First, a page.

This week marks Men’s Health Week and the theme this year is Take Action On Covid19. For us, at Purple Lime through lockdown and beyond all our members of staff – male and female – have been taking action, just like everyone else.
For this special week, however, we’ve made the decision to focus on men’s mental health. Now more than ever it’s time to talk about this subject –something that makes many men uncomfortable; they can find it difficult talking about or admitting to having these issues. They often feel it may reflect on how they are perceived in business or in life.
They are more reluctant to seek medical help, or even talk to a loved one about any issues, compared with women.
Part of the problem appears to be linked to the huge societal expectations about how ‘real’ men should behave, and what masculinity looks like. Men are stereotypically supposed to be the head of the family; the breadwinners; the ones in control, who everyone else can turn to for support and guidance.
According to national statistics:
- just over three out of four suicides (76%) are by men – and suicide is the biggest cause of death of men under the age of 45, with latest figures showing a significant rise in older men
- men are nearly three times more likely than women to become alcohol dependent
- men are more likely to use (and die from) illegal drugs
- 87% of rough sleepers are men
- men are less likely to report or take time off work due to stress and anxiety than women
How has difficult mental health affected staff at Purple Lime?
Several team members have had issues around mental health in their lives and we positively encourage being honest and upfront about it. We want to do all we can to support team members who find themselves in mental difficulty. We understand the statistics you see above and we want to play our part in making it okay to discuss men’s mental health.
Therefore, we proudly salute Edd, one of our management accountants, for sharing with us his experience with mental health challenges and how he deals with his own well-being.
Have you had any mental health challenges?
I suffered from fairly severe depression, anxiety and PTSD. The personal impact was considerable, but also, eventually, lots of positive came out of the situation. This was achieved through lots of counselling, much of which was provided by my very supportive employer at the time. The impact on my work life was less significant, and acted as more of a distraction which was arguably both beneficial and detrimental as I buried myself in work much of the time.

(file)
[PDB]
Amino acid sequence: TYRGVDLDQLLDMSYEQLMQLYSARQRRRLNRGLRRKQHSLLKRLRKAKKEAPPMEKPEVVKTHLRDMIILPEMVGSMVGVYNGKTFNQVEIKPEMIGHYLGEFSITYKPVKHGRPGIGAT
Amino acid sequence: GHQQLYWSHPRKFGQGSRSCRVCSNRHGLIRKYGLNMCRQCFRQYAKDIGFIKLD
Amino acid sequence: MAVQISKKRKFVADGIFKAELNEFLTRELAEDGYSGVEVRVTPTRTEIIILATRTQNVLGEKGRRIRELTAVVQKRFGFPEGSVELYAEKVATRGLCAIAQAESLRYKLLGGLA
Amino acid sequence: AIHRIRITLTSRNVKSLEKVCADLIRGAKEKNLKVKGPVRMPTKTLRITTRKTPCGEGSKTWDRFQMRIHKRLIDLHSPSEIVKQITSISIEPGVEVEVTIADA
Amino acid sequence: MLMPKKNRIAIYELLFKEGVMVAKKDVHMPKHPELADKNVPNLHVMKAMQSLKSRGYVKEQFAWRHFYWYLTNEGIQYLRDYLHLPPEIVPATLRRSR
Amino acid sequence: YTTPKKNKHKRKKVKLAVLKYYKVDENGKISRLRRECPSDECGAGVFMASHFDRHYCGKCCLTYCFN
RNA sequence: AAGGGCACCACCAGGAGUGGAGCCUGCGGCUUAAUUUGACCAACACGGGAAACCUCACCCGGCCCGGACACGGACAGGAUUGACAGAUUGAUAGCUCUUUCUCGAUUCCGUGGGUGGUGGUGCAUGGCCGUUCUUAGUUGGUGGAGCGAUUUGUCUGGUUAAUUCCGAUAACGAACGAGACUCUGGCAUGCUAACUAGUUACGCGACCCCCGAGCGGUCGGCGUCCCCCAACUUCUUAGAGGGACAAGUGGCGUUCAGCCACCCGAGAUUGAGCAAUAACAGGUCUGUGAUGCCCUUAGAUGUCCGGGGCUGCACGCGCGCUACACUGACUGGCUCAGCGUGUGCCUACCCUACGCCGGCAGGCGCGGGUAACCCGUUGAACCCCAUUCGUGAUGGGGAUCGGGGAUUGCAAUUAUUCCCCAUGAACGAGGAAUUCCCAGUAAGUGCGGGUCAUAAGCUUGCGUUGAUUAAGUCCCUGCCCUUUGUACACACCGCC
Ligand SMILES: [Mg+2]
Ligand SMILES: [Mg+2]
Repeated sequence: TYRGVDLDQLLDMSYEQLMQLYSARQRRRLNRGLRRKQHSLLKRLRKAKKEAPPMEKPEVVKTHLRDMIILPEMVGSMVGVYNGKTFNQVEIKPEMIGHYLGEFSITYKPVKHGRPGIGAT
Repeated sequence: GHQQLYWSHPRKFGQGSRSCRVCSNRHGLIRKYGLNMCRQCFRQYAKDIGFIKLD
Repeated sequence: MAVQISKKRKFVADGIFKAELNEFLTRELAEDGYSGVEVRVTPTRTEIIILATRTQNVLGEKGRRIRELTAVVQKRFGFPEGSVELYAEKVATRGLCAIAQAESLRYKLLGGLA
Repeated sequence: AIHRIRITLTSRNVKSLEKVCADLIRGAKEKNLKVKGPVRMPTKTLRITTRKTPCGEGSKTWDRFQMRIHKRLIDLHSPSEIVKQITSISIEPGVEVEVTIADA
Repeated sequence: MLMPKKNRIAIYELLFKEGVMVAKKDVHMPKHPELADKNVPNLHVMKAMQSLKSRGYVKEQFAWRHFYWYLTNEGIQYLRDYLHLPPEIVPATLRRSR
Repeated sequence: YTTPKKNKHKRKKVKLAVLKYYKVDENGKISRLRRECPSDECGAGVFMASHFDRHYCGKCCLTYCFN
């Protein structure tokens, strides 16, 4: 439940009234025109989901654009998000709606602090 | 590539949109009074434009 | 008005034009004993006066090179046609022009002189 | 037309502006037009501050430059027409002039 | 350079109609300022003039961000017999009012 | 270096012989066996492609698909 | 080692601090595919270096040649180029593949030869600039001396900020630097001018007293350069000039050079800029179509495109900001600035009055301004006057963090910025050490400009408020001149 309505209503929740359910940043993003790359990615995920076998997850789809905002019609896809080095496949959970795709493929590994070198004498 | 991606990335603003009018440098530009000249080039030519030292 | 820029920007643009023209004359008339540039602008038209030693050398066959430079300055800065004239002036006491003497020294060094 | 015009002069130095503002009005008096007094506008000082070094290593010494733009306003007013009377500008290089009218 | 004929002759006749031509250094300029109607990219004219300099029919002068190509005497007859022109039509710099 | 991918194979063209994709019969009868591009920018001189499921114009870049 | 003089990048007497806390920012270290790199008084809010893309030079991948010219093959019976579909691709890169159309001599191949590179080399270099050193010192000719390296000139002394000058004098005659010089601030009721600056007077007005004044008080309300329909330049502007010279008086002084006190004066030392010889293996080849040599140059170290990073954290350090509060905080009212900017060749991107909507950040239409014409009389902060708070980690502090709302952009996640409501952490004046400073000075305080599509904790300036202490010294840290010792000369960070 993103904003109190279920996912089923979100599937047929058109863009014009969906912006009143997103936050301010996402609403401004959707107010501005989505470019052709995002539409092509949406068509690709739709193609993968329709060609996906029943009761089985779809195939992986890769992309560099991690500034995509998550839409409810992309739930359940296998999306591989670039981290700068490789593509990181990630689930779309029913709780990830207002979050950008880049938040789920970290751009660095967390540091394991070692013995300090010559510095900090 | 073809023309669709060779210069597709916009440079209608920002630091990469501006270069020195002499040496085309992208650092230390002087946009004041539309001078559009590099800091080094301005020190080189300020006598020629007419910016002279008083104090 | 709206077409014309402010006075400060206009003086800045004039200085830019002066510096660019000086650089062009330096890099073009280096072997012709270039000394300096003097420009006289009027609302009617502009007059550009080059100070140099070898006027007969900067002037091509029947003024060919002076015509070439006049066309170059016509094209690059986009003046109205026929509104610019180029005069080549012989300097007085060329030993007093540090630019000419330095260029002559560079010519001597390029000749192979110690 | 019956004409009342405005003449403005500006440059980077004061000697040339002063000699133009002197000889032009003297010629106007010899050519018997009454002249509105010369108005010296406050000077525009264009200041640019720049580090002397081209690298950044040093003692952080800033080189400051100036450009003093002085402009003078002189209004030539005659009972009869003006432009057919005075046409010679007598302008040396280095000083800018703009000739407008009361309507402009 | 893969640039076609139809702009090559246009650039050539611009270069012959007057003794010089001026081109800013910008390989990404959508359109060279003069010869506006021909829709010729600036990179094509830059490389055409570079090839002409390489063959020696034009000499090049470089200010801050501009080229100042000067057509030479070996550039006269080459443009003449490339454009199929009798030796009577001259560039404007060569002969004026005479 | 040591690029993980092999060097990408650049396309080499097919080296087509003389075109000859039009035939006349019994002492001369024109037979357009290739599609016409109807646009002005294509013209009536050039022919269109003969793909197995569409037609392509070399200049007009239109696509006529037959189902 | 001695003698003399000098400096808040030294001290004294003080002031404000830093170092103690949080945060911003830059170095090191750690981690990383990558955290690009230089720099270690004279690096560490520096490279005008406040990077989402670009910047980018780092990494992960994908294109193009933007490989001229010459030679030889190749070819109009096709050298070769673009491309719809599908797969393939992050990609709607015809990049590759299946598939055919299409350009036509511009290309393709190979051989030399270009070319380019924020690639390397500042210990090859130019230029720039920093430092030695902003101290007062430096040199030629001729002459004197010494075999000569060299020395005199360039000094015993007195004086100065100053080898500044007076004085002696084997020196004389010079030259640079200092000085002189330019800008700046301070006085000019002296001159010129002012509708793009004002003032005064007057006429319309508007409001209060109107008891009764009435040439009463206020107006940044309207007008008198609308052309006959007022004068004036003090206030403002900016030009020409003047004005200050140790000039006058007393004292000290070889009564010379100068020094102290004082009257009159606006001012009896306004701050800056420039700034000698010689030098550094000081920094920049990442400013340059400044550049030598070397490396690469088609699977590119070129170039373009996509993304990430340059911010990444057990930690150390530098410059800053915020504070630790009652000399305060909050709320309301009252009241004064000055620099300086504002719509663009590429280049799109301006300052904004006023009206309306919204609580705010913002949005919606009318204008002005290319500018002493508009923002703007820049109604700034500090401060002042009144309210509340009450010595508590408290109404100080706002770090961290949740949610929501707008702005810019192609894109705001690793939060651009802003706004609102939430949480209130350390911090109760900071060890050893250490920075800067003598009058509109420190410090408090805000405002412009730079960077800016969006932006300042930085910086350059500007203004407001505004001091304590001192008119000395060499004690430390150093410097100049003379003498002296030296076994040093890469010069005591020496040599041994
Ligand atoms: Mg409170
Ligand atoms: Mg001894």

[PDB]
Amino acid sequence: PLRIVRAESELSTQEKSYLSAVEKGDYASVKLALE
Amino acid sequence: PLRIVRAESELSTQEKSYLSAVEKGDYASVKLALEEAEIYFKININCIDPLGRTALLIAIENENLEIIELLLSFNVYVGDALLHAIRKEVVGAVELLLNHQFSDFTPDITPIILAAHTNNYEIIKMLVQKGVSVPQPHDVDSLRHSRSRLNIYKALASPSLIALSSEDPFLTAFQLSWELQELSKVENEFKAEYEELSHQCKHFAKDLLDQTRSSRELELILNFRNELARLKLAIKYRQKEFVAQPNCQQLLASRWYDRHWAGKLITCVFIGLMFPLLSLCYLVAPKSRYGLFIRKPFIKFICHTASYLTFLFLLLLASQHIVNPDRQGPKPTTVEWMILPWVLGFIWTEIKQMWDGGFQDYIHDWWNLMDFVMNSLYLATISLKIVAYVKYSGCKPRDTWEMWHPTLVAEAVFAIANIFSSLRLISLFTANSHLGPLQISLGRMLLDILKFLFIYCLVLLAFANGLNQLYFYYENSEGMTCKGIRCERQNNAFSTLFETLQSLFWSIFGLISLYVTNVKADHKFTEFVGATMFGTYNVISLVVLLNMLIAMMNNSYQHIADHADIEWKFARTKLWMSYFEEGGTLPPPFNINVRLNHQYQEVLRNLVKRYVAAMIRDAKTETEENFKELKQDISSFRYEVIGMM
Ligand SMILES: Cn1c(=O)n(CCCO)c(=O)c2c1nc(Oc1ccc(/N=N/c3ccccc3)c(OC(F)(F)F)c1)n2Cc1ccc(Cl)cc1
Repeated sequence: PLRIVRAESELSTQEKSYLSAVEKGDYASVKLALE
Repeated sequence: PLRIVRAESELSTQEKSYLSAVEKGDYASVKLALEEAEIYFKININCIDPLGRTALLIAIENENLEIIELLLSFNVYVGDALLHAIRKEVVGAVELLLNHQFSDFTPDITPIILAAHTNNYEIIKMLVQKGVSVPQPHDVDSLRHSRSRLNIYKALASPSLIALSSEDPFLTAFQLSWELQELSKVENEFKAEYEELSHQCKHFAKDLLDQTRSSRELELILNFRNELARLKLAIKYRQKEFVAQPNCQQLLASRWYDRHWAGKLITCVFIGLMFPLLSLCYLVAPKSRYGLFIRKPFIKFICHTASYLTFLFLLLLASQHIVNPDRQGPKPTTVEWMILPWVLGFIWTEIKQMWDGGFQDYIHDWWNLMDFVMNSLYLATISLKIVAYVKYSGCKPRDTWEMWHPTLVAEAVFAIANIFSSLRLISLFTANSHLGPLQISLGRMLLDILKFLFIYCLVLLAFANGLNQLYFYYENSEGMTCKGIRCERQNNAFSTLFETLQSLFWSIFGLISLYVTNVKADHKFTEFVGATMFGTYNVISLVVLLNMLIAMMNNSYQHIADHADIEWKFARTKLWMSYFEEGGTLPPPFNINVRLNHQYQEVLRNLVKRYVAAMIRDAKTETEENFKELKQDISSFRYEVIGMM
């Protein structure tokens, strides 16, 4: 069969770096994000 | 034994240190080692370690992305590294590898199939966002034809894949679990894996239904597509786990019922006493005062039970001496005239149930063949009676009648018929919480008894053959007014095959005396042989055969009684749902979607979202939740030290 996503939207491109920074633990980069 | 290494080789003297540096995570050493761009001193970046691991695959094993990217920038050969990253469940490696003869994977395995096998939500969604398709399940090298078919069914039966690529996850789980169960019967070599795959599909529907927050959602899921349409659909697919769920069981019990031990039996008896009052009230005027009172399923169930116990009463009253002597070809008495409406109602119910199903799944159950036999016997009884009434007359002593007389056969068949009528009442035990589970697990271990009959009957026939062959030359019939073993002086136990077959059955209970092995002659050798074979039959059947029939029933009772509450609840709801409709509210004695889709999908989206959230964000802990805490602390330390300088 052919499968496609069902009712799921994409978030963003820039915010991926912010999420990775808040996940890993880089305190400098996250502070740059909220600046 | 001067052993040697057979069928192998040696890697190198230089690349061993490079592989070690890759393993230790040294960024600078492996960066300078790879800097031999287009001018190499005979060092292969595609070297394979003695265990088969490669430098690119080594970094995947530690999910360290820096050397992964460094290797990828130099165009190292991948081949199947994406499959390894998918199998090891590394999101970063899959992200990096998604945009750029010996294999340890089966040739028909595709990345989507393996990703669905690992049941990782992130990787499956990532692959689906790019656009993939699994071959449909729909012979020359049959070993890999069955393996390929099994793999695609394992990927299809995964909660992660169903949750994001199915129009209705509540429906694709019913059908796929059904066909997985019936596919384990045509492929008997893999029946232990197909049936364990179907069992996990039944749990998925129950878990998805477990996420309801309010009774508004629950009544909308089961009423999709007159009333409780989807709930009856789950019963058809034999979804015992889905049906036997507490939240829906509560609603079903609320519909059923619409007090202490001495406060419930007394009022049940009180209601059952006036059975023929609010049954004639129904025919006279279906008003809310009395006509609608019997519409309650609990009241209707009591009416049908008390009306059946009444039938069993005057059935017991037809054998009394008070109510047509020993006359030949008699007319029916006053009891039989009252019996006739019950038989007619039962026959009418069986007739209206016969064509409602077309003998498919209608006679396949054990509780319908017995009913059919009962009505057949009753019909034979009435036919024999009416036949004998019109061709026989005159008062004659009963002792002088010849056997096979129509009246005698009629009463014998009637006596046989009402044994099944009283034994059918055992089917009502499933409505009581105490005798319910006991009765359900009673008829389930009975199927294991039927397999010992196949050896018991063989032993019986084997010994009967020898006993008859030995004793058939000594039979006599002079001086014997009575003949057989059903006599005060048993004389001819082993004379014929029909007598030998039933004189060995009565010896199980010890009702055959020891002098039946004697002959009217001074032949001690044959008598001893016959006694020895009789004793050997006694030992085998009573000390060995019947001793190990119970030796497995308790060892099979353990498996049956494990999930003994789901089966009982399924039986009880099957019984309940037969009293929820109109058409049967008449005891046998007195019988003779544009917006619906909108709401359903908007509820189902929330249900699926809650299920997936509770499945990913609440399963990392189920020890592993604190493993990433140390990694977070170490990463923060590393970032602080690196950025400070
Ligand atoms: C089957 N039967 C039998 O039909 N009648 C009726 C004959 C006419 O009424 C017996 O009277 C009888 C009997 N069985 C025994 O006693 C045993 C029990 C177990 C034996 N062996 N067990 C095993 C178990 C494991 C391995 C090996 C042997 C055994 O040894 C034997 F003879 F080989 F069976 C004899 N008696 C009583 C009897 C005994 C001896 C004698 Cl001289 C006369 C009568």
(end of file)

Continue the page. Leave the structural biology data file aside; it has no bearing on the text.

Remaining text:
Was this triggered by anything in particular?
The changes in my mental health were triggered by two things.
The first, was a significant and unexpected change in life following my divorce a few years ago. I had the experience of having the carpet pulled out from under me unexpectedly and feeling like everything in the world that I thought I knew was backwards. A very unsettling place to be.
The second change, shortly following my divorce, was a very bad road accident. This put me in hospital for a few months and on discharge, I had to move in with my parents for support (a mental health challenge in its own right). During this time, I lived in a wheelchair and basically had to learn to walk again. It was after this accident that I began to suffer from PTSD, which exhibited itself in severe travel anxiety for a good six months or so.
How has lockdown affected your mental health further?
Being quite an introvert and having had a lot of support with mental health issues in the past, I believe I am quite resilient to challenges like this now, so I haven’t been too badly affected (another positive outcome of difficult times).
I have found though, that my mind has been quite erratic, bouncing from one idea to the next and not being able to settle on anything in particular. I attended a lockdown funeral (ie online streamed) a few weeks ago which I thought would be fine, but it really knocked me for a few days.
Have you been affected by loneliness?
Certainly; it is just me and my dog in lockdown so I haven’t seen many people. Thank goodness for Zoom!
What strategies have you used to combat and deal with this?
I have kept myself occupied with lots of productive tasks around the house; made sure to talk to lots of people; avoid screen time as much as possible; keeping a diary and daily yoga/meditation certainly helped too. I also set myself daily targets of things I need to do – very simple targets to make sure my time has some structure. Being part of such a vibrant team at Purple Lime where we have been social and supportive online has also helped.
Have you spoken openly about this before?
I’m very open about it, as I think we all should be. We all go through challenges in life, it’s a real shame that men are so terrible at talking about feelings in general.
What would you say to other men who might be struggling right now?
That it’s perfectly normal to struggle with mental health. I believe 1 in 4 of us suffer with some kind of disorder each year. It isn’t a sign of weakness, but an opportunity for growth. We learn a lot from the challenges in life.
I have so much sympathy for disabled people after being wheelchair-bound; they are massively resilient to change.
All sorts of benefits come out of these challenges. It takes time to recognise them and the only way to get there is to talk things through with someone – whether that’s a counsellor (highly recommended!), friends, family, or even by writing thoughts down in a diary.
What can you do?
Following Edd’s example – offer to listen to people and let them talk to you. Start a conversation. Ask about someone’s mental health and be genuinely interested to avoid platitudes.
Talking strengthens our ties with other people, and this helps to keep us well, and in good health.
To find out more about Men’s Health Week visit https://www.menshealthforum.org.uk/mhw